Japan Geoscience Union Meeting 2018

Presentation information

[EE] Oral

S (Solid Earth Sciences) » S-GC Geochemistry

[S-GC45] Volatile Cycles in the Deep Earth - from Subduction Zone to Hot Spot

Mon. May 21, 2018 1:45 PM - 3:15 PM A05 (Tokyo Bay Makuhari Hall)

convener:Yuji Sano(Division of Ocean and Earth Systems, Atmosphere and Ocean Research Institute, University of Tokyo), Takeshi Hanyu(Japan Agency for Marine-Earth Science and Technology, Department of Solid Earth Geochemistry), Hirochika Sumino(東京大学大学院総合文化研究科広域科学専攻相関基礎科学系), Chairperson:Sano Yuji, Sumino Hirochika

2:05 PM - 2:20 PM

[SGC45-02] Precise determination of carbon dioxide contents in melt inclusions

*Takeshi Hanyu1, Junji Yamamoto2, Katsunori Kimoto3, Yuriko Nakamura3, Kenji Shimizu4, Takayuki Ushikubo4 (1.Japan Agency for Marine-Earth Science and Technology, Department of Solid Earth Geochemistry, 2.The Hokkaido University Museum, 3.Japan Agency for Marine-Earth Science and Technology, Research and Development Center for Global Change, 4.Japan Agency for Marine-Earth Science and Technology, Kochi Institute for Core Sample Research)

Keywords:Volatile, Carbon, Melt inclusion, Ocean island basalt

Volatile composition in magmas can be estimated using melt inclusions encapsulated in phenocrysts. Because of the low solubility of CO2 in melts, CO2 is partitioned in both solid phases and shrinkage vapor bubbles in melt inclusions. We present a novel method to determine the total CO2 in melt inclusions by summing CO2 in solid phases and vapor bubbles. First, doubly polished olivine containing crystalline melt inclusions was heated and quenched on a heating stage to rehomogenize it. Second, a micro Raman spectrometry was applied to measure the density of CO2 in vapor bubbles. Third, the volume of glasses (former solid phases) and vapor bubbles was determined using a micro X-ray CT technique. Finally, CO2 concentration of the glasses was measured with secondary ion mass spectrometry after exposing the melt inclusions by polishing. In the previous studies, the volume proportion of the glasses and vapor bubbles was calculated by measuring their dimensions on a horizontal plane under microscope and assuming a spheroidal shape. The imaging of melt inclusions with the micro X-ray CT provides a quantitative way to determine the volume ratio that is required to sum up CO2 in the glasses and vapor bubbles.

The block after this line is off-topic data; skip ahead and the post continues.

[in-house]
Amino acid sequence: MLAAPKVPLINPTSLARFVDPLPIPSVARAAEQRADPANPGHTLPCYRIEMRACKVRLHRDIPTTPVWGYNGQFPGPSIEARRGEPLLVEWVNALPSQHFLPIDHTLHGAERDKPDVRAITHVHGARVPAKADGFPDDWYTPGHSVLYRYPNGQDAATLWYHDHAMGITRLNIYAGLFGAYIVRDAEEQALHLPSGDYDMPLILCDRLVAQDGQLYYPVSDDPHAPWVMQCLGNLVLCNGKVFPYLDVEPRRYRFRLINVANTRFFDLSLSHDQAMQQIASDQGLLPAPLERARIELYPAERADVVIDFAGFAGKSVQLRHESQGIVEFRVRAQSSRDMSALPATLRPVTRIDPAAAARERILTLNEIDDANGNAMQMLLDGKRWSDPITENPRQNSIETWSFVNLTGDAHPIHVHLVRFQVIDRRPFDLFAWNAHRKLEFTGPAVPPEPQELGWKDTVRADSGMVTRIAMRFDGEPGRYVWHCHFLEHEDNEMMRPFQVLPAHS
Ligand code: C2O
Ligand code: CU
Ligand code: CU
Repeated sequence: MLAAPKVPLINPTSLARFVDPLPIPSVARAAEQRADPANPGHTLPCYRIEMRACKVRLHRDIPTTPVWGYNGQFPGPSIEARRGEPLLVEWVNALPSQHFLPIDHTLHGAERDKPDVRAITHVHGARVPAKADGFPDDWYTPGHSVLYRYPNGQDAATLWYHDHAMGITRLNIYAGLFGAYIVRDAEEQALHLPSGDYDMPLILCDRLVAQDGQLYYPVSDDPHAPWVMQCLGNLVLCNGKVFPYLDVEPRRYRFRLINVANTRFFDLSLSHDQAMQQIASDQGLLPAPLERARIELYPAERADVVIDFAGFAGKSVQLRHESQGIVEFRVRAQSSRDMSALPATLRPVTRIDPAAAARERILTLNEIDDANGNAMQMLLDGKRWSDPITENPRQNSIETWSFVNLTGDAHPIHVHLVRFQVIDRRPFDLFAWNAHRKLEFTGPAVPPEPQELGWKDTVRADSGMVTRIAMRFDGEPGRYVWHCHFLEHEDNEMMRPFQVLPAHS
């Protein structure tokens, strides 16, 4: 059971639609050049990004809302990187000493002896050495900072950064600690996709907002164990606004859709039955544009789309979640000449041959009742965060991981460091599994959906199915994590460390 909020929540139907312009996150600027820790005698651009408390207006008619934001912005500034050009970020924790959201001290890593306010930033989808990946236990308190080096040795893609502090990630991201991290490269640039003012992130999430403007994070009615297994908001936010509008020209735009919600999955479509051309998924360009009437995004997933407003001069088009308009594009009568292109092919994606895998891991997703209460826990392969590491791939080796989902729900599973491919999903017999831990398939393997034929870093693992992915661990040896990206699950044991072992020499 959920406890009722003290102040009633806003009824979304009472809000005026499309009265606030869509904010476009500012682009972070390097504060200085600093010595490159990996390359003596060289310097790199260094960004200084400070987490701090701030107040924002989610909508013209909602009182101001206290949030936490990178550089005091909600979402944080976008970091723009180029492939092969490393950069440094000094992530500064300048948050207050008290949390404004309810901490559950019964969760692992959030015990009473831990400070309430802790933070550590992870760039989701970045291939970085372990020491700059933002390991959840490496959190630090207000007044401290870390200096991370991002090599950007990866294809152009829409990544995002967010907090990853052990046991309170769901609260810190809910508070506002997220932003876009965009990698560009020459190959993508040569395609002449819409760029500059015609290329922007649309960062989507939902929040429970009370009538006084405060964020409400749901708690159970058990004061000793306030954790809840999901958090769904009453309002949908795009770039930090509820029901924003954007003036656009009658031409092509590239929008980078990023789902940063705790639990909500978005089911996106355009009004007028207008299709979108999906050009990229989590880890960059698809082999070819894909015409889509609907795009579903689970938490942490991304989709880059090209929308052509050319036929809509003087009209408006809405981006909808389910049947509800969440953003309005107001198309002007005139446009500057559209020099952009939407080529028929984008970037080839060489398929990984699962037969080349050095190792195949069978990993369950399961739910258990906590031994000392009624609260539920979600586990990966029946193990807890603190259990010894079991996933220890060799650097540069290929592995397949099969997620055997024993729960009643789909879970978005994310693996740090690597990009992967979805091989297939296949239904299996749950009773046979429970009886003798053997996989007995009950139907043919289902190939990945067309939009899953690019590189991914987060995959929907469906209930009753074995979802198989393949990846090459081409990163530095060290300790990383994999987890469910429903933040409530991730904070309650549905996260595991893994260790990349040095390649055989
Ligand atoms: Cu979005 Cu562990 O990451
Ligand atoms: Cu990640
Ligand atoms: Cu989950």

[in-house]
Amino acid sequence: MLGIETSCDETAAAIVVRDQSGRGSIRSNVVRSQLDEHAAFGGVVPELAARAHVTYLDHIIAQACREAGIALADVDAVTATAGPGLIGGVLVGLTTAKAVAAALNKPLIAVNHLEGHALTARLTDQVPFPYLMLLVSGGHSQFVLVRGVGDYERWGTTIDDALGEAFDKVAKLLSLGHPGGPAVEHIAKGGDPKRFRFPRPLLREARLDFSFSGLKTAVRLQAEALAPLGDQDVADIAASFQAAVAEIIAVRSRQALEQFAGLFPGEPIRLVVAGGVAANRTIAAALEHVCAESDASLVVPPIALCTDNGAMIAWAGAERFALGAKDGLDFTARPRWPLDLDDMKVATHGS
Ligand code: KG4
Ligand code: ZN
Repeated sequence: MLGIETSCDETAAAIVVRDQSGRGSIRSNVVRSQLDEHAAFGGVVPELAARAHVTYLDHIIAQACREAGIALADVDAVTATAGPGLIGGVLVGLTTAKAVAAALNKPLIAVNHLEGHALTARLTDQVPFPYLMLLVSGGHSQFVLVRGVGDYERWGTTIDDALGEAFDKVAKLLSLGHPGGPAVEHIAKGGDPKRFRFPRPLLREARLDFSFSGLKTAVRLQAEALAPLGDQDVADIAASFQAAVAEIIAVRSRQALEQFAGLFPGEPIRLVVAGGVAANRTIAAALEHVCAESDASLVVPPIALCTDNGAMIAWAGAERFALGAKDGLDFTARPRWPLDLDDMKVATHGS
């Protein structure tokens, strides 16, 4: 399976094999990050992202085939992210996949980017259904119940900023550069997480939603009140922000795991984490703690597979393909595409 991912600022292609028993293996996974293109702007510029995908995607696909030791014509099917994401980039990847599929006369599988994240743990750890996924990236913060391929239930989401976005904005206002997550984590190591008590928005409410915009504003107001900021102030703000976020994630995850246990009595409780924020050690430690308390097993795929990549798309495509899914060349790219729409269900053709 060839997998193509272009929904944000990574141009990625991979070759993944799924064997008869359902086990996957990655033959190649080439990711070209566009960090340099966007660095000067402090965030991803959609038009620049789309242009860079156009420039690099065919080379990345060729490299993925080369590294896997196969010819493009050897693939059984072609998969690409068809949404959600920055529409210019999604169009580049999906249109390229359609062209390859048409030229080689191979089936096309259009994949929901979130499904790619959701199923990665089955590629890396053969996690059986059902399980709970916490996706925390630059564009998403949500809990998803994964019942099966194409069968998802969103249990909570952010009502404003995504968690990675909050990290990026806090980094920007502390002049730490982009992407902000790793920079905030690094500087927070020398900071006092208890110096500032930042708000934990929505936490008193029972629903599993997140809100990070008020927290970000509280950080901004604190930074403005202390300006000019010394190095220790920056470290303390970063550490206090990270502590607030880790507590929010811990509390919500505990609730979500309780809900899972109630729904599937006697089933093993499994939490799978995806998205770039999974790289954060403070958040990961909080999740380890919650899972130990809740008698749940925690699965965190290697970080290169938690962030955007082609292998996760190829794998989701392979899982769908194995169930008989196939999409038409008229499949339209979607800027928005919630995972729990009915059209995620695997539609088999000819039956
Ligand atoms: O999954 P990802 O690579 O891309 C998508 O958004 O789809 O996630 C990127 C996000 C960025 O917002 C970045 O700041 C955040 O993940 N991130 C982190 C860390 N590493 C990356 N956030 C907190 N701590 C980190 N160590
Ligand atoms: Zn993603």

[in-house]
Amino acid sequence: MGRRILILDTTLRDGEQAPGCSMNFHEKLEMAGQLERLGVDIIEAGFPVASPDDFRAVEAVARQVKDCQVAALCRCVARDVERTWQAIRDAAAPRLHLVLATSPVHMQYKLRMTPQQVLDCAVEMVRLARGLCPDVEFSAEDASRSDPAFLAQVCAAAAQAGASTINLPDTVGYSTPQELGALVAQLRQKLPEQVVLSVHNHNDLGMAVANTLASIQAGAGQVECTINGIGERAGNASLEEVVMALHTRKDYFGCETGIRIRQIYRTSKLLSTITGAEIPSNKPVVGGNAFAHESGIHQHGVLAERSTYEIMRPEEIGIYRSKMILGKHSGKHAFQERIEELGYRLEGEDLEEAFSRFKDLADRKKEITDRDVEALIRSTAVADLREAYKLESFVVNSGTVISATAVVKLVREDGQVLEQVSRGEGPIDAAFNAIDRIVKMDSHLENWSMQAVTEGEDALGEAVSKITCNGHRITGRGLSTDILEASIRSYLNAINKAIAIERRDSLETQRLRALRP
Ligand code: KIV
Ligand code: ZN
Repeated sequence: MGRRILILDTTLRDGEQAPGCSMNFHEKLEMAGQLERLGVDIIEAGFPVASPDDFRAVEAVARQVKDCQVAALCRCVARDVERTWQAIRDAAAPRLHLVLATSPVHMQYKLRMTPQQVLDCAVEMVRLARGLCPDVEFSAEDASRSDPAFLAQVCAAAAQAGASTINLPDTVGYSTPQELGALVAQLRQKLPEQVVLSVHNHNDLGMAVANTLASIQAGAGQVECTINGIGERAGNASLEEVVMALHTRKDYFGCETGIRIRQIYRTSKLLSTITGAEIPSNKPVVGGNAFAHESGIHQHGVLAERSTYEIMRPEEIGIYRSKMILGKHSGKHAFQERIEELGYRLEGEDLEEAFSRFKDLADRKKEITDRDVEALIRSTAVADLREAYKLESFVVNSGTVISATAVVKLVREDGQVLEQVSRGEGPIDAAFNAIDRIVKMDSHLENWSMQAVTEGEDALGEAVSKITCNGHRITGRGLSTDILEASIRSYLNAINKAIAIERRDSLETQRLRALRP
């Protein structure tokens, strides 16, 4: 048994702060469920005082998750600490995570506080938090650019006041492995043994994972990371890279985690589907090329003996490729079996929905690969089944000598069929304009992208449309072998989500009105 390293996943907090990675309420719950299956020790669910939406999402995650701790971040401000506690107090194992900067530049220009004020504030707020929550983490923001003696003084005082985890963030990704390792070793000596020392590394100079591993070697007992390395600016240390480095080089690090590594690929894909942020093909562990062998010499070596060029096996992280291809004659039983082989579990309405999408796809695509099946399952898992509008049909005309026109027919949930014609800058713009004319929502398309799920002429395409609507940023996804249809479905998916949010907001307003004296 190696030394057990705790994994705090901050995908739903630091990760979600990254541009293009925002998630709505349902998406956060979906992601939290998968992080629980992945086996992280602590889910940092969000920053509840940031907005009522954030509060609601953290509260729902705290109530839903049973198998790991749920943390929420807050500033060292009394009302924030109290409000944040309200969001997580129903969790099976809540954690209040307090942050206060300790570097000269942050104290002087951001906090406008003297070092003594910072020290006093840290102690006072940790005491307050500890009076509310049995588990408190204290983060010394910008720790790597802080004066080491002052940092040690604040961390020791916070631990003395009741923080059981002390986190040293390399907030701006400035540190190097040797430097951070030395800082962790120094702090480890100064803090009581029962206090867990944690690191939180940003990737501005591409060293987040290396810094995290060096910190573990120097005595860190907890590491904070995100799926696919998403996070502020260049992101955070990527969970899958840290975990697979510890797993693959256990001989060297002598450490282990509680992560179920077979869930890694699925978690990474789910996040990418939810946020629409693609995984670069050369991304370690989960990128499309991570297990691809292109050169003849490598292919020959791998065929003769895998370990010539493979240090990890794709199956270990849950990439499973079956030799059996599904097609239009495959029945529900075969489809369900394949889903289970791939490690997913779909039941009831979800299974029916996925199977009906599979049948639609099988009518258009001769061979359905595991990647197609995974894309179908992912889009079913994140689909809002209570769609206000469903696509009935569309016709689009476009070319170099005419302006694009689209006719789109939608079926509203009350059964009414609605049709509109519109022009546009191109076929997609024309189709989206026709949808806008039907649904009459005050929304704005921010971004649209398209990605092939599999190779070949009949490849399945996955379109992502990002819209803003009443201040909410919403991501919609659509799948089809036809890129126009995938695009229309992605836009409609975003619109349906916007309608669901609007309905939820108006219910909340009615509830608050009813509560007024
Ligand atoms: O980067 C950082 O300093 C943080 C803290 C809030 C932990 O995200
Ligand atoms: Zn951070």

This method was applied to olivine-hosted melt inclusions in ocean island basalts from Raivavae in South Pacific. Carbon dioxide dissolved in glasses in homogenized melt inclusions ranges from nearly null to ~7000 ppm. The CO2 content in vapor bubbles is generally greater than that in glasses. The highest total CO2 from glasses and vapor bubbles in the studied melt inclusions is ~20000 ppm. However, the total CO2 is positively correlated with the volume proportion of vapor bubbles in melt inclusions (up to ~20 volume %). We suggest that such unusually high total CO2 and bubble volume proportion is ascribed to the simultaneous entrapment of melts and fluids by host olivine. This theory is supported by the presence of CO2-rich fluid inclusions in some studied olivine phenocrysts.